Will Fizzy Drinks Soon Be 'Good For You'?
As early as next year certain fizzy drinks will be able to advertise themselves as being “good for your health” even if they are not calorie free; so long as the only sugar is ‘fructose’. The reason for this change is the new ruling from the European Food Safety Authority, the European version of the Food Standards Agency.
The EFSA has decreed that if sucrose and glucose (two other forms of sugar) are substituted by fructose, than such items would be beneficial for “the target population [of] individuals who wish to reduce their post prandial glycaemic responses” – in other words… people who want to lose weight. Clearly there are no bio chemists or endocrinologists sitting on this committee, who would never support such a claim.
For biochemists and endocrinologists, who are experts in human metabolism and in particular the operation of the hormone insulin, this does sound like madness.
Fructose may well be low GI (have a low glycaemic index score) but it does not cause the body to produce insulin and leptin – hormones required for controlling appetite, essentially the chemicals your body produces to tell you that you’re full. Fructose intake has been shown to contribute to insulin resistance, weight gain and hypertension.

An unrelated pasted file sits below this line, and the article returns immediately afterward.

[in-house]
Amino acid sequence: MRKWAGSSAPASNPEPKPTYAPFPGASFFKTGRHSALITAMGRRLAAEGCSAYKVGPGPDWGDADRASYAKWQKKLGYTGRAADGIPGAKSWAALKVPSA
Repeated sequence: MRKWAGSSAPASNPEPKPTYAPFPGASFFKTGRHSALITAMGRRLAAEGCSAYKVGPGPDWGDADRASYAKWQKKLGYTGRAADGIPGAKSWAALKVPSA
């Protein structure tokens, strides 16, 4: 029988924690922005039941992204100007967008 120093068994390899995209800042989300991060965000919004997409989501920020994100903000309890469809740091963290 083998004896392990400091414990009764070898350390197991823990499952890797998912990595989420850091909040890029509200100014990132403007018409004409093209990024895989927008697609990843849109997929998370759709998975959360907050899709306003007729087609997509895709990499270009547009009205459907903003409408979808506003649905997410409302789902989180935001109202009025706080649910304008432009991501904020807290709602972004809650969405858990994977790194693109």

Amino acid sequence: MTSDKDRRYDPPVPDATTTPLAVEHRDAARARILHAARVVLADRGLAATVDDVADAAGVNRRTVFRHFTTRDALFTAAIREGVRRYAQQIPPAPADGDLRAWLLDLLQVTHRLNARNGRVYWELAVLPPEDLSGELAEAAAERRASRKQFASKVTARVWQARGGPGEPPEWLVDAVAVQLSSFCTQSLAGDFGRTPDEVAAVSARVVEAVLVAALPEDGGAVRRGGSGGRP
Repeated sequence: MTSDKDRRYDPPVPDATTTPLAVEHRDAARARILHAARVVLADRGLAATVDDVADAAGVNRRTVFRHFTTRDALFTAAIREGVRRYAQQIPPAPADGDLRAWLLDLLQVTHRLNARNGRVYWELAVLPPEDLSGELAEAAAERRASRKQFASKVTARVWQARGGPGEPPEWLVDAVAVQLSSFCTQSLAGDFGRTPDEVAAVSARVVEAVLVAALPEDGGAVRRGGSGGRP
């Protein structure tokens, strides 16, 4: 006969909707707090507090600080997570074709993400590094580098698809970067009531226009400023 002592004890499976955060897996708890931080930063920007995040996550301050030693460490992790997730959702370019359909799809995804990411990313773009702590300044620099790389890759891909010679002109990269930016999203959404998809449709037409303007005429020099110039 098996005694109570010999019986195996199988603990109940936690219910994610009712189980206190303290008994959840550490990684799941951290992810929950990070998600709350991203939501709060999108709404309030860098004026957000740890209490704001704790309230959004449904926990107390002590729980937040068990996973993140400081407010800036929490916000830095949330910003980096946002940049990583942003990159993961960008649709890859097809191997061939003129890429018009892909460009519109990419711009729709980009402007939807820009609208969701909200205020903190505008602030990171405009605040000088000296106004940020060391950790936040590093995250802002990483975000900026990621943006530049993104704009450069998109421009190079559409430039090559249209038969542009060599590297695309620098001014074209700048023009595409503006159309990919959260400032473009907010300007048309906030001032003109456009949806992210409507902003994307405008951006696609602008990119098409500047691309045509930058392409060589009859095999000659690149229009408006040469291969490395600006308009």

The EFSA have cited two studies which apparently conclusively indicate the health benefits of fructose – both of which were carried out in the 1980s, but on close reading and in light of more recent research – these are not robust scientific support for the statement that fructose is better than glucose.
To confuse matters further, in their conclusions the EFSA Panel go on to state that high fructose intake is damaging to health, as it may give rise to dyslipidaemia, insulin resistance and visceral fat accumulation.
So why on earth would you allow a fizzy drink with fructose to be described as healthy?